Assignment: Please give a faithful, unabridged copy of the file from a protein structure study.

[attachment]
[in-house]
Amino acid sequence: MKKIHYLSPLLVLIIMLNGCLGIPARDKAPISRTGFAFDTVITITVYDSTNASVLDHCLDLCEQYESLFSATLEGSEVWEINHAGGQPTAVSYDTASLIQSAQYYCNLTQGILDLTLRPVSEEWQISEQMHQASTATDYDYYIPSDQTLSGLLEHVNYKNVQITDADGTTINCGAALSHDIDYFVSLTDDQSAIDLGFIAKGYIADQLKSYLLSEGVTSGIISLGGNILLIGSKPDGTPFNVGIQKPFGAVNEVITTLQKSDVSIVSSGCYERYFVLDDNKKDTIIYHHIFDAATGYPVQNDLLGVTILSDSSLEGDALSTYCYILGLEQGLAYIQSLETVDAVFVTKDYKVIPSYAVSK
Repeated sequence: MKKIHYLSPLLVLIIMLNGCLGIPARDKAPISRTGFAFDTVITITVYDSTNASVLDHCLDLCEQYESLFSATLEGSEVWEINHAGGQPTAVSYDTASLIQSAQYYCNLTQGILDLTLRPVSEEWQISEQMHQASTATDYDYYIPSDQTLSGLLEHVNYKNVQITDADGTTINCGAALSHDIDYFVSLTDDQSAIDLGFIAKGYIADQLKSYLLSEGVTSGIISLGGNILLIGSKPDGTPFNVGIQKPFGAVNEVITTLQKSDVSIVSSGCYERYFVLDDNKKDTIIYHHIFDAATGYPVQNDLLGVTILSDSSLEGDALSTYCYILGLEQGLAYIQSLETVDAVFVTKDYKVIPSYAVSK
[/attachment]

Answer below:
[in-house]
Amino acid sequence: MKKIHYLSPLLVLIIMLNGCLGIPARDKAPISRTGFAFDTVITITVYDSTNASVLDHCLDLCEQYESLFSATLEGSEVWEINHAGGQPTAVSYDTASLIQSAQYYCNLTQGILDLTLRPVSEEWQISEQMHQASTATDYDYYIPSDQTLSGLLEHVNYKNVQITDADGTTINCGAALSHDIDYFVSLTDDQSAIDLGFIAKGYIADQLKSYLLSEGVTSGIISLGGNILLIGSKPDGTPFNVGIQKPFGAVNEVITTLQKSDVSIVSSGCYERYFVLDDNKKDTIIYHHIFDAATGYPVQNDLLGVTILSDSSLEGDALSTYCYILGLEQGLAYIQSLETVDAVFVTKDYKVIPSYAVSK
Repeated sequence: MKKIHYLSPLLVLIIMLNGCLGIPARDKAPISRTGFAFDTVITITVYDSTNASVLDHCLDLCEQYESLFSATLEGSEVWEINHAGGQPTAVSYDTASLIQSAQYYCNLTQGILDLTLRPVSEEWQISEQMHQASTATDYDYYIPSDQTLSGLLEHVNYKNVQITDADGTTINCGAALSHDIDYFVSLTDDQSAIDLGFIAKGYIADQLKSYLLSEGVTSGIISLGGNILLIGSKPDGTPFNVGIQKPFGAVNEVITTLQKSDVSIVSSGCYERYFVLDDNKKDTIIYHHIFDAATGYPVQNDLLGVTILSDSSLEGDALSTYCYILGLEQGLAYIQSLETVDAVFVTKDYKVIPSYAVSK